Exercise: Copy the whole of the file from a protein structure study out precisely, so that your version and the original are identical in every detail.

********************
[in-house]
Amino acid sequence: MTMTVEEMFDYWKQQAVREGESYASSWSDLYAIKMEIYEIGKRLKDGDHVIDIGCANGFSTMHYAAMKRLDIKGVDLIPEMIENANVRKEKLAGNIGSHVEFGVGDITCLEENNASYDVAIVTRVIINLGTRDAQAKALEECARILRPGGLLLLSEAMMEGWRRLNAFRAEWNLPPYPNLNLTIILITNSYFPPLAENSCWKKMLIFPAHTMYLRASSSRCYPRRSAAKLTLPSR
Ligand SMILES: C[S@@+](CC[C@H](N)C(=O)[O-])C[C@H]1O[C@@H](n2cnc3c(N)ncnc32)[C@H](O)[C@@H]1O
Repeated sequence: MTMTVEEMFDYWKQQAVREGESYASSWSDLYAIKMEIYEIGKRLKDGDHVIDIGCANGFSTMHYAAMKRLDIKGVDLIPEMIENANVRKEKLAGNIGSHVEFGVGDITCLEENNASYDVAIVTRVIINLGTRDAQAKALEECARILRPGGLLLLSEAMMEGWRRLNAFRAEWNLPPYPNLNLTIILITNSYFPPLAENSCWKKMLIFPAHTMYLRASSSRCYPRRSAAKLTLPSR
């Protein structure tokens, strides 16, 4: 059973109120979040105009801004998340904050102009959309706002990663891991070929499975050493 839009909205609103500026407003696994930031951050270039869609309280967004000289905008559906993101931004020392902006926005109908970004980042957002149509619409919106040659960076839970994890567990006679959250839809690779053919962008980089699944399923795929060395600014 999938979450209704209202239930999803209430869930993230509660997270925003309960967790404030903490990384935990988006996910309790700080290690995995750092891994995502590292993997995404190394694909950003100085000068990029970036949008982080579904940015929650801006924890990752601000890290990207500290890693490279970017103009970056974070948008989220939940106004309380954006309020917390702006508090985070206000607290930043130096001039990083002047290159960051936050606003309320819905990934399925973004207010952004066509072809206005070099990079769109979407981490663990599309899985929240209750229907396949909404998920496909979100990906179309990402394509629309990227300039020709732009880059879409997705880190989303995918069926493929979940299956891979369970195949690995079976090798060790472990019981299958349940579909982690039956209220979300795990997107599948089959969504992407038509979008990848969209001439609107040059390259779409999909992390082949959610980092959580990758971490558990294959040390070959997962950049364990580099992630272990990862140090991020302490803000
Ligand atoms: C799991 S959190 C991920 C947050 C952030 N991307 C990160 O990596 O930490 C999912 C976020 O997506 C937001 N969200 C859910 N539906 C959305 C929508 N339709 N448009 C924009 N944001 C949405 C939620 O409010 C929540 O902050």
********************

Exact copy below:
[in-house]
Amino acid sequence: MTMTVEEMFDYWKQQAVREGESYASSWSDLYAIKMEIYEIGKRLKDGDHVIDIGCANGFSTMHYAAMKRLDIKGVDLIPEMIENANVRKEKLAGNIGSHVEFGVGDITCLEENNASYDVAIVTRVIINLGTRDAQAKALEECARILRPGGLLLLSEAMMEGWRRLNAFRAEWNLPPYPNLNLTIILITNSYFPPLAENSCWKKMLIFPAHTMYLRASSSRCYPRRSAAKLTLPSR
Ligand SMILES: C[S@@+](CC[C@H](N)C(=O)[O-])C[C@H]1O[C@@H](n2cnc3c(N)ncnc32)[C@H](O)[C@@H]1O
Repeated sequence: MTMTVEEMFDYWKQQAVREGESYASSWSDLYAIKMEIYEIGKRLKDGDHVIDIGCANGFSTMHYAAMKRLDIKGVDLIPEMIENANVRKEKLAGNIGSHVEFGVGDITCLEENNASYDVAIVTRVIINLGTRDAQAKALEECARILRPGGLLLLSEAMMEGWRRLNAFRAEWNLPPYPNLNLTIILITNSYFPPLAENSCWKKMLIFPAHTMYLRASSSRCYPRRSAAKLTLPSR
């Protein structure tokens, strides 16, 4: 059973109120979040105009801004998340904050102009959309706002990663891991070929499975050493 839009909205609103500026407003696994930031951050270039869609309280967004000289905008559906993101931004020392902006926005109908970004980042957002149509619409919106040659960076839970994890567990006679959250839809690779053919962008980089699944399923795929060395600014 999938979450209704209202239930999803209430869930993230509660997270925003309960967790404030903490990384935990988006996910309790700080290690995995750092891994995502590292993997995404190394694909950003100085000068990029970036949008982080579904940015929650801006924890990752601000890290990207500290890693490279970017103009970056974070948008989220939940106004309380954006309020917390702006508090985070206000607290930043130096001039990083002047290159960051936050606003309320819905990934399925973004207010952004066509072809206005070099990079769109979407981490663990599309899985929240209750229907396949909404998920496909979100990906179309990402394509629309990227300039020709732009880059879409997705880190989303995918069926493929979940299956891979369970195949690995079976090798060790472990019981299958349940579909982690039956209220979300795990997107599948089959969504992407038509979008990848969209001439609107040059390259779409999909992390082949959610980092959580990758971490558990294959040390070959997962950049364990580099992630272990990862140090991020302490803000
Ligand atoms: C799991 S959190 C991920 C947050 C952030 N991307 C990160 O990596 O930490 C999912 C976020 O997506 C937001 N969200 C859910 N539906 C959305 C929508 N339709 N448009 C924009 N944001 C949405 C939620 O409010 C929540 O902050």